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FINANCIAL CHRONICLE™ » FINANCIAL CHRONICLE™ » Higher electricity prices: deflating a bloated economy

Higher electricity prices: deflating a bloated economy

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sriranga

sriranga
Co-Admin
by R.M.B Senanayake

A local TV station reports that according to a survey it conducted some 90% of the electricity consumers have said that it is unfair to raise the price of electricity. They don’t say why they say so. The Sinhalese press reflects the same lack of economic literacy. Nobody likes price increases even if it is to recover the true cost of producing the good or service. But how can anybody say it is unfair to recover the cost of producing something? Private firms cannot sell at a price below their cost and will have to wind up rather than continue to function. The public accepts this.

But the public wants a government or a government institution to sell its products or services below their cost because they know they can still carry on if the Treasury will fund the loss. But the Treasury has to collect the money from the public through higher taxation or inflation. If it is a general tax on all commodities like VAT it will tax those who consume electricity as well as the 10% that doesn’t have electricity at all. But it would be unfair to do so. Only those who consume electricity should be called upon to pay for it.

Why subsidize electricity?

Would people be better off if the electricity is subsidized through taxes or inflation? That will depend on the impact of inflation or the incidence of the tax on each person. The taxes are indirect and are payable by all people. So how much will the taxes have to increase per person or household if the electricity is subsidized? The subsidy will have to be divided by the number of household consumers which will have to be weighted by the number of units consumed by each household. In short the tax will be similar to the increase in price contemplated. What if the tax is a general one on all commodities like VAT. It would be unfair for why should those who use less electricity or no electricity at all, be called upon to pay more taxes to fund the electricity consumers, some of whom are affluent and consume more units of electricity than others.

Our people believe in a free lunch and don’t want to pay for anything if the supplier is the government. They therefore don’t like the government to recover the cost of producing any good or service. Politicians like to exercise arbitrary power and enjoy the power to dispense benefits to win the favor of the people. So they propagated the idea of a free lunch. But they fail to realize that they thereby create a ‘false economy’ .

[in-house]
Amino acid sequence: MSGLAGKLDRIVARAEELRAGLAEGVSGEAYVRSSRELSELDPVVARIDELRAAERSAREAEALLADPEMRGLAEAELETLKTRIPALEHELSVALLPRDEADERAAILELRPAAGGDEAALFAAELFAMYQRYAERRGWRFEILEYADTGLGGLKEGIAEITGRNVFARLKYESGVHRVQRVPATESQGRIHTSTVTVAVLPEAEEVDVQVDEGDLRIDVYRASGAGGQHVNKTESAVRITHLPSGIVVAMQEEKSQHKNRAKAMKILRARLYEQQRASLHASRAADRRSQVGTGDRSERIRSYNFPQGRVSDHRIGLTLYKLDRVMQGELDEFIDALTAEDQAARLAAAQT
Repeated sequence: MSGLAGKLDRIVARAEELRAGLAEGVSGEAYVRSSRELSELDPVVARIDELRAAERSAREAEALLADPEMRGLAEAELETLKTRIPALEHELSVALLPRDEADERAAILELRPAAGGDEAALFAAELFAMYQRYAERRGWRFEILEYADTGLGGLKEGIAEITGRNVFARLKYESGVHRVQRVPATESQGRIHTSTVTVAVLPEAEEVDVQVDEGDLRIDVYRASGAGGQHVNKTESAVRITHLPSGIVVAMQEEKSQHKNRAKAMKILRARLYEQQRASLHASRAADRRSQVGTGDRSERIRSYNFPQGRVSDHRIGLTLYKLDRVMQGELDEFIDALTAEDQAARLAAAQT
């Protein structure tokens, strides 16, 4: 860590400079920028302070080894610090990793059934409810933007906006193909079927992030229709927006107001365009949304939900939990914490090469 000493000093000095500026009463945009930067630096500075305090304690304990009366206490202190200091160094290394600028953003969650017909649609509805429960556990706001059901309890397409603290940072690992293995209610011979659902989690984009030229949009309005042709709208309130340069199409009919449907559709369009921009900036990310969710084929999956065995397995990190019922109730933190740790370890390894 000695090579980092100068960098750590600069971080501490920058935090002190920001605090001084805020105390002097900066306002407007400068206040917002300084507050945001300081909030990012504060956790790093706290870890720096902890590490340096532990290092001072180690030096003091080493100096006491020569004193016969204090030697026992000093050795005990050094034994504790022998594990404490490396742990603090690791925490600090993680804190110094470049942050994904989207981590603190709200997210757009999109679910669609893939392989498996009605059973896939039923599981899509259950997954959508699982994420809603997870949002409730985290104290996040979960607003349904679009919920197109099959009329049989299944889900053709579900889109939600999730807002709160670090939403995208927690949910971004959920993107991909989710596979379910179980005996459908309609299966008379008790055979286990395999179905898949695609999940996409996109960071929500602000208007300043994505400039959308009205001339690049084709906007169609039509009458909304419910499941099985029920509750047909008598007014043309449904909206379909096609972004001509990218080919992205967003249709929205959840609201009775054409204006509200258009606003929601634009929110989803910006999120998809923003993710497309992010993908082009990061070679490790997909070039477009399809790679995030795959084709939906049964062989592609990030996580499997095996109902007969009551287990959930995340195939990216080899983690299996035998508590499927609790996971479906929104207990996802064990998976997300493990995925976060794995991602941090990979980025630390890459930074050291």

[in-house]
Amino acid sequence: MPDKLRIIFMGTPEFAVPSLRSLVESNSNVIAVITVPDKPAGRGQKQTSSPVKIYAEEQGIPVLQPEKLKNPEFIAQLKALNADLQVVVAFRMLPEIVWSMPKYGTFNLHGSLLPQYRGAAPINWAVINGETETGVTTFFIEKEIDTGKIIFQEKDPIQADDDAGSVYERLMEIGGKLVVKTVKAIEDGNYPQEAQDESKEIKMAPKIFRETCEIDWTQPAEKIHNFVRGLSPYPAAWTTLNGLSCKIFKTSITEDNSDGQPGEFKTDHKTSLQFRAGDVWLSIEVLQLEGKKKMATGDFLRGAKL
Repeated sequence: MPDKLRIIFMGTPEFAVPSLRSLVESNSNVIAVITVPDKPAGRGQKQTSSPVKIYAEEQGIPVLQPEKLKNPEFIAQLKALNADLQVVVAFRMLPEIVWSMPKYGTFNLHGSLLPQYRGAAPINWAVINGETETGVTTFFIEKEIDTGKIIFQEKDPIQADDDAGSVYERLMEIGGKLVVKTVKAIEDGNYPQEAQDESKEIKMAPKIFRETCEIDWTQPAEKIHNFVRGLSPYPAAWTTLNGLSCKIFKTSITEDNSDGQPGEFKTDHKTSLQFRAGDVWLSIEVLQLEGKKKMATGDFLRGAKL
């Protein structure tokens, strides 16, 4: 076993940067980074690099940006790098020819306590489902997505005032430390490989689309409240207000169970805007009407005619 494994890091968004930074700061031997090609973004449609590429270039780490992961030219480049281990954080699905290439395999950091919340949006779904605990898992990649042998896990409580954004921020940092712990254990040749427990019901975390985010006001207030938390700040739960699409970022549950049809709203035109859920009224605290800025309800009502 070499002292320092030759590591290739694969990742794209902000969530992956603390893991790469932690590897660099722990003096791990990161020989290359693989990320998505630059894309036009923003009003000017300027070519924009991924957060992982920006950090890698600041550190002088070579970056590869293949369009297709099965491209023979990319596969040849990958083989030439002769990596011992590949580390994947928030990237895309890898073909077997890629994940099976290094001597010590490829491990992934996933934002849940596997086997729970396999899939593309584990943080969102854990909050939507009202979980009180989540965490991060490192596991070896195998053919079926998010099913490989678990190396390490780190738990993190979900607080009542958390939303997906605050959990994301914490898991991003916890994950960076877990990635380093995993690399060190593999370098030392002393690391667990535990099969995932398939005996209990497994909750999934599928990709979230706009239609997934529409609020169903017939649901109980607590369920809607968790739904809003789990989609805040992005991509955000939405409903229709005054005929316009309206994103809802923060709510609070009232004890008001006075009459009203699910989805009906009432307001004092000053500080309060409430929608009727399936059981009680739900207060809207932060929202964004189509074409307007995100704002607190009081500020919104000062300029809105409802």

Generally ‘false economy’ is an action that saves money at the beginning but which, over a longer period of time, results in more money being spent or wasted than being saved. There used to be a saying that if you want to make a man poor you should give him a second hand car. Economist Alan Beattie, wrote a book titled "False Economy,". It is a wider concept where through artificial controls, subsidized prices and excessive monetary expansion, a whole false economy is built up which does not reflect economic reality. Our $60 billion dollar economy is just such a false economy bloated by inflation and converted to dollars at an overvalued exchange rate.

Allocation of resources is better through market prices reflecting costs

Economists point out that the allocation of resources according to market prices is fairer and more efficient than any other method of allocation such as allocation by a government bureaucracy. The Communists did away with the market price system and fixed prices purportedly according to the decisions of the Central Planning Commission. But they could not do so efficiently and created a false economy where more guns were produced while bread was rationed to long queues of consumers. They could not equate supply and demand and created shortages on the one hand and unwanted surpluses on the other.

But Socialists still say the allocation of goods and resources through the market price system is unfair because the richer folk have greater market power. But in the case of a widely consumed product, it is the decision of the majority of consumers that has the most impact. Aren’t the prices determined by the majority fairer than what is fixed by some bureaucrat?

Market forces and market prices provide a simpler and more effective method of running an economy. But years of Communist propaganda against the free market economy misled our political leaders. They still think government should fix prices and they ignore the fundamentals of simple economics in doing so. So they fix controlled prices, fix interest rates and exchange rates and provide subsidies to the consumers and producers to win political favor. Local economists justified them on the ‘market failure’ theory. They cited various deviations from hypothetical "perfectly competitive" conditions which may cause market-determined prices to be distorted and outputs to be "inefficient," and in this event they say the government must intervene with taxes, subsidies, and regulations to bring the market into an efficient configuration. But the Economist Robert Higgs points out that market failure theory assumes information about demand, cost, supply that cannot be known except as they are determined in actual markets. So without actual markets how can market failure be diagnosed let alone corrected? This theory also assumes implicitly that the interventionist actions of the government are themselves without costs.

Hidden costs of the electricity subsidy.